Roseanne Barr escapes burning at the stake – for now – but loses her hit show, talent agency, and career

Roseanne Barr now is blaming Ambien for posting (and then deleting) a tweet that implied simian ancestry for Barack Obama's chief White House adviser, longtime mentor, and current housemate, Valerie Jarrett.  For reasons obvious to anyone with even vague familiarity with the history of race relations in America, this is a line that must not be crossed and will trigger outrage and find few defenders.  Other than defending rape, pedophilia, and murder as recreation, I can think of no greater heresy in today's society than casting aspersions on the full humanity of those of African descent.

It took but a few hours for ABC Television to cancel her show, which was a hit in its re-booted version.  The loss of future income was seen as trivial compared to the cost of the outrage, boycotts, and other reactions if the show were ever to broadcast a new episode.  Besides, cast member Wanda Sykes, who announced she would no longer participate in its production, would have had much company, leaving no option for the network.  Ms. Barr's big-time talent agency, ICM, made a similar calculation.

Left in the lurch are the many craftspeople who worked on the production of her new show.  Wanda Sykes and Sara Gilbert will be fine, but the gaffers and others who make the production work are now unemployed.

The fact that Ms. Barr had expressed support for President Trump was seized upon, as expected, including by Valerie Jarrett.  Nobody is shaming 911 "Truthers" – among whom Ms. Barr numbers – as having some responsibility, nor members of any of the other causes she has supported in the past, including gay pride and the hyper-progressive Peace and Freedom Party.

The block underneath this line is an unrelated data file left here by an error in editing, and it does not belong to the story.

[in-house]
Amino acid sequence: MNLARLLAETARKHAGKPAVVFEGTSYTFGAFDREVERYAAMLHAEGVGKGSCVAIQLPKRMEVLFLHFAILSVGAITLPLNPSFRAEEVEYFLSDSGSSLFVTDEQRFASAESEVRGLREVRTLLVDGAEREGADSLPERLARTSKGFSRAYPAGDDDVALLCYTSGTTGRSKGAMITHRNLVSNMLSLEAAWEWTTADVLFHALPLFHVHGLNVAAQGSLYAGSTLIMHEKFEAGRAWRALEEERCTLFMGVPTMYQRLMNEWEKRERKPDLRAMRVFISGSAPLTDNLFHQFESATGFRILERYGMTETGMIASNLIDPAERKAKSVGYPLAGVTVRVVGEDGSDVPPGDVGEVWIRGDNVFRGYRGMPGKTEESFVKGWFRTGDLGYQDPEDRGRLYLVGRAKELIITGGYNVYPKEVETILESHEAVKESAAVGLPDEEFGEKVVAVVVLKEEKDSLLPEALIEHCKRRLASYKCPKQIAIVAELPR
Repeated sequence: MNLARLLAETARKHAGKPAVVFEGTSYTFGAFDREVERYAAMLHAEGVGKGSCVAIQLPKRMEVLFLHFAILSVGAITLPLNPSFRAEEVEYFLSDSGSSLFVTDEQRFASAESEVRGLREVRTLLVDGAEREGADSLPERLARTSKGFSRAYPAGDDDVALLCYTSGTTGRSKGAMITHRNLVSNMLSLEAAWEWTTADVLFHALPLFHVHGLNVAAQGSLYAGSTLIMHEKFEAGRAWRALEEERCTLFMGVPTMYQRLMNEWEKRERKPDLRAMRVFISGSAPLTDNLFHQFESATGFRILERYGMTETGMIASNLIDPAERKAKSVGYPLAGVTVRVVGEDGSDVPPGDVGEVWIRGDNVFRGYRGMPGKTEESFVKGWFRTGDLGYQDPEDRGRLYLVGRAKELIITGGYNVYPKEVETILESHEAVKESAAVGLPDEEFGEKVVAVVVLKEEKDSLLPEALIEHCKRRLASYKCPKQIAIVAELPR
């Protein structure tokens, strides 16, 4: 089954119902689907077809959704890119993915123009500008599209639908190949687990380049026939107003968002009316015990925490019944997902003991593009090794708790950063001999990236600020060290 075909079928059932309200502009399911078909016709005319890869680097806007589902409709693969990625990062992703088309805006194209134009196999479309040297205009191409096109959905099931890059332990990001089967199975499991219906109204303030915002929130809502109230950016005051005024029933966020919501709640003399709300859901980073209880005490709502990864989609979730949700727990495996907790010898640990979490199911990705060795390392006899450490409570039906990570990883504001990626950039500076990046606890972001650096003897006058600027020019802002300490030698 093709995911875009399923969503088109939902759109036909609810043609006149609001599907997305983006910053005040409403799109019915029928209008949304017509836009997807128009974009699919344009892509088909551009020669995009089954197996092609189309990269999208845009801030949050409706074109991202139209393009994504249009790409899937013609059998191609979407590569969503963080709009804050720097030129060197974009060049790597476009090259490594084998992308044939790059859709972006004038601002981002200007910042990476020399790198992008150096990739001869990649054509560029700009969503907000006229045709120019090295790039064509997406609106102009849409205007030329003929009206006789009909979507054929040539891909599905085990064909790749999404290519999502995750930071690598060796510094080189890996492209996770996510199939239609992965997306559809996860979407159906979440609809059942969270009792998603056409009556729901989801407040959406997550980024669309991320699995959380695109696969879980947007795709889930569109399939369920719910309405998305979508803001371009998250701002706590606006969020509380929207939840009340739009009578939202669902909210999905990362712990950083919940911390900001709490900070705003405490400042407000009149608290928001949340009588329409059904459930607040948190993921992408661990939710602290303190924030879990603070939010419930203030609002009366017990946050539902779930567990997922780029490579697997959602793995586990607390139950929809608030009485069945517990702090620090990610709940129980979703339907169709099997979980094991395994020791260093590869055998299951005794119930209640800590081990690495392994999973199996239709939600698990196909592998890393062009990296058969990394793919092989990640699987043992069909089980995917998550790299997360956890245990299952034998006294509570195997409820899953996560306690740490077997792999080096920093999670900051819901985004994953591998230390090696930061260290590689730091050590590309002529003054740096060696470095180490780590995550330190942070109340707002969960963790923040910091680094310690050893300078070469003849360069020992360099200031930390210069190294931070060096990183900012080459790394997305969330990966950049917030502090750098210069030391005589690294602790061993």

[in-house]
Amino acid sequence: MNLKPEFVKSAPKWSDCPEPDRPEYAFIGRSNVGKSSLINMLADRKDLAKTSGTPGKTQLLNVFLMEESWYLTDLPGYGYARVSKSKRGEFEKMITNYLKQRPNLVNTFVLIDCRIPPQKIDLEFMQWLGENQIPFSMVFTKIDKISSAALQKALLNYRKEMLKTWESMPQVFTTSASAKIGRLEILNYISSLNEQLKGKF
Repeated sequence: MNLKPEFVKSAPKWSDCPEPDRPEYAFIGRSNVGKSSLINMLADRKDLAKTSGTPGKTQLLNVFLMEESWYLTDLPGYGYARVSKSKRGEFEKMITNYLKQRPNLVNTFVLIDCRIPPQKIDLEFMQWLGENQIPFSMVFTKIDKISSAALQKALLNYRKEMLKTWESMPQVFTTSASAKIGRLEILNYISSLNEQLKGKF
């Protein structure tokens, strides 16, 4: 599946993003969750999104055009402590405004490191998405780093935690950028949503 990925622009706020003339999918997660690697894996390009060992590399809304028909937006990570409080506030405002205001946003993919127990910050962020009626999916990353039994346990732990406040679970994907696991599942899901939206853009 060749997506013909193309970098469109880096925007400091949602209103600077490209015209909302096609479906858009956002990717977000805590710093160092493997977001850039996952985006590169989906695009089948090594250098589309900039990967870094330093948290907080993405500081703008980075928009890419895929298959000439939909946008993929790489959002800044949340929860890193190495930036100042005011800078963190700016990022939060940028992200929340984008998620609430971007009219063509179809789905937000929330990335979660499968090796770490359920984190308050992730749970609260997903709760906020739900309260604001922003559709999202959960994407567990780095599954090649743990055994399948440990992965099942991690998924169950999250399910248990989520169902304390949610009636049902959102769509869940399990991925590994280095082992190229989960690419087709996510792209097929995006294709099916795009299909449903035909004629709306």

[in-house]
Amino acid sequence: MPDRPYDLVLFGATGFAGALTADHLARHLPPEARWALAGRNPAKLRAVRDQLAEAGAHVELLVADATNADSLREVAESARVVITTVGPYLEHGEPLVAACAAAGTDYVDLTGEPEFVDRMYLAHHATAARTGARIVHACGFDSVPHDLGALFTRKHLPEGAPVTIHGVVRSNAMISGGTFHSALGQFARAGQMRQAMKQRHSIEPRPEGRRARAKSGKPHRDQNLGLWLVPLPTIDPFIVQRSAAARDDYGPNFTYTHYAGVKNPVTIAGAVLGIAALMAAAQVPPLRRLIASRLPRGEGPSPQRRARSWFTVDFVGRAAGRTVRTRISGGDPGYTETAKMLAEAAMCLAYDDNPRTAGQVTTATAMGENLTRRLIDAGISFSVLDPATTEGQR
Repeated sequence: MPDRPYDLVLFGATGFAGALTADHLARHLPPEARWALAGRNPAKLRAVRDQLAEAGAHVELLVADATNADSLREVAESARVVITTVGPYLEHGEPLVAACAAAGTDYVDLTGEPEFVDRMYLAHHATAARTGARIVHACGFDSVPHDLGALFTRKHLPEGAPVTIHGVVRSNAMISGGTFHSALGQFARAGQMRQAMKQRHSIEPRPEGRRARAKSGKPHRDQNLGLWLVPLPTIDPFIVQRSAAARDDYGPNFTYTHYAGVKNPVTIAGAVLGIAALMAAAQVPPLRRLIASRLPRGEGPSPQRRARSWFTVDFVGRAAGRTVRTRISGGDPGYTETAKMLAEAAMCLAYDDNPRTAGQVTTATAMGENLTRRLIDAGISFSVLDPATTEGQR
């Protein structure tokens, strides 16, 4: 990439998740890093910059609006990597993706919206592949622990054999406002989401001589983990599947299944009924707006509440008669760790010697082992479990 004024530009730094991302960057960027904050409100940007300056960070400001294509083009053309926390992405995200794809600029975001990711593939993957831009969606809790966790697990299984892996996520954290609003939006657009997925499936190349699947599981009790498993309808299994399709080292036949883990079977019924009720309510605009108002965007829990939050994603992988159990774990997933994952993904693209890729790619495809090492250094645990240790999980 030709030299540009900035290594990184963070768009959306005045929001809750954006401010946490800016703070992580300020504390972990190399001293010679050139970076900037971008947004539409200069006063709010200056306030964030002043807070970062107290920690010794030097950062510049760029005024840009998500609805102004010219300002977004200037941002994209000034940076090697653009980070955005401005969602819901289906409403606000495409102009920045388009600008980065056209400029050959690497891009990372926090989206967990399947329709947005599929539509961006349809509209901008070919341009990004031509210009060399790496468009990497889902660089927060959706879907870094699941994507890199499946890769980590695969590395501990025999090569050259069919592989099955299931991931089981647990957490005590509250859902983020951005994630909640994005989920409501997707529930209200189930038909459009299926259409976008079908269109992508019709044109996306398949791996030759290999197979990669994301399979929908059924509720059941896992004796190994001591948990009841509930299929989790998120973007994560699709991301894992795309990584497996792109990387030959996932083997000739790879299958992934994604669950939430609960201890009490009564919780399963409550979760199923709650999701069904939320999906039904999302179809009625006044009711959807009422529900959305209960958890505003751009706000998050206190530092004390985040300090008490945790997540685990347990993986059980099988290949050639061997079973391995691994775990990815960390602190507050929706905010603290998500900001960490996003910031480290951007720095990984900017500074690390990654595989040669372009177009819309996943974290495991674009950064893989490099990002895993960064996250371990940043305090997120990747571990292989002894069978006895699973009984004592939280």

Before Ms. Barr supported President Trump, her friends ignored a 2013 tweet that also implied a senior African-American adviser to President Obama had some sort of primate nature:

The best she can hope for now is withdrawal from show business for a period of time and, like Mel Gibson, eventual gradual return.  Kathy Griffin is already attempting her comeback following her picture holding a severed head resembling that of Donald Trump.  Metaphorical sackcloth and ashes would be a plus for Ms. Barr, though Ms. Griffin has avoided ritual debasement.

In the meantime, the Al Sharptons of the world will pose as righteous.  And Democrats have a strong interest in perpetuating the outrage through at least the November primaries.

Apparently, after swearing off Twitter, Ms. Barr has returned to tweeting and re-tweeting.  Wisdom and self-control do not seem to be prominent among her virtues.

My wild guess is that she will return to the public eye in the future, as she has name recognition and has a history of swinging wildly in her political passions.  Outrage burns brightly now but cannot sustain those temperatures in the long run.  And even if a network doesn't want her, there is always the internet.

Update. Kathleen Joyce of Fox News reports:

“Roseanne” fans have called on HBO to fire “Real Time” host Bill Maher in response to the comedian’s jokes that President Trump was part orangutan. (snip)

Following ABC's announcement, Charlie Kirk, the founder of Turning Point USA, a right-wing nonprofit group, tweeted, “Wait, Bill Maher makes comparisons to Trump being a gorilla all the time? They get classified as ‘jokes’ by the media and he is of course allowed to keep his show and not have his life ruined. The difference? Bill Maher is a liberal, Roseanne is a free-thinking Trump supporter.”

 

 

The mostly unspoken rules of contemporary American society hold that African Americans cannot be insulted in ways that Caucasians and some other minorities can be. This is mostly a legacy of slavery and the official discrimination that followed under Jim Crow laws passed by Democrat-controlled governmental units in the post-Civil War South.

I am fairly sure Maher’s job is still secure, but it would be helpful if HBO were pressed to offer reasons. An explicit statement from HBO and its parent Time-Warner of different standards applied to insults for President Trump or whites in general might be useful in informing the conversation on race underway in America.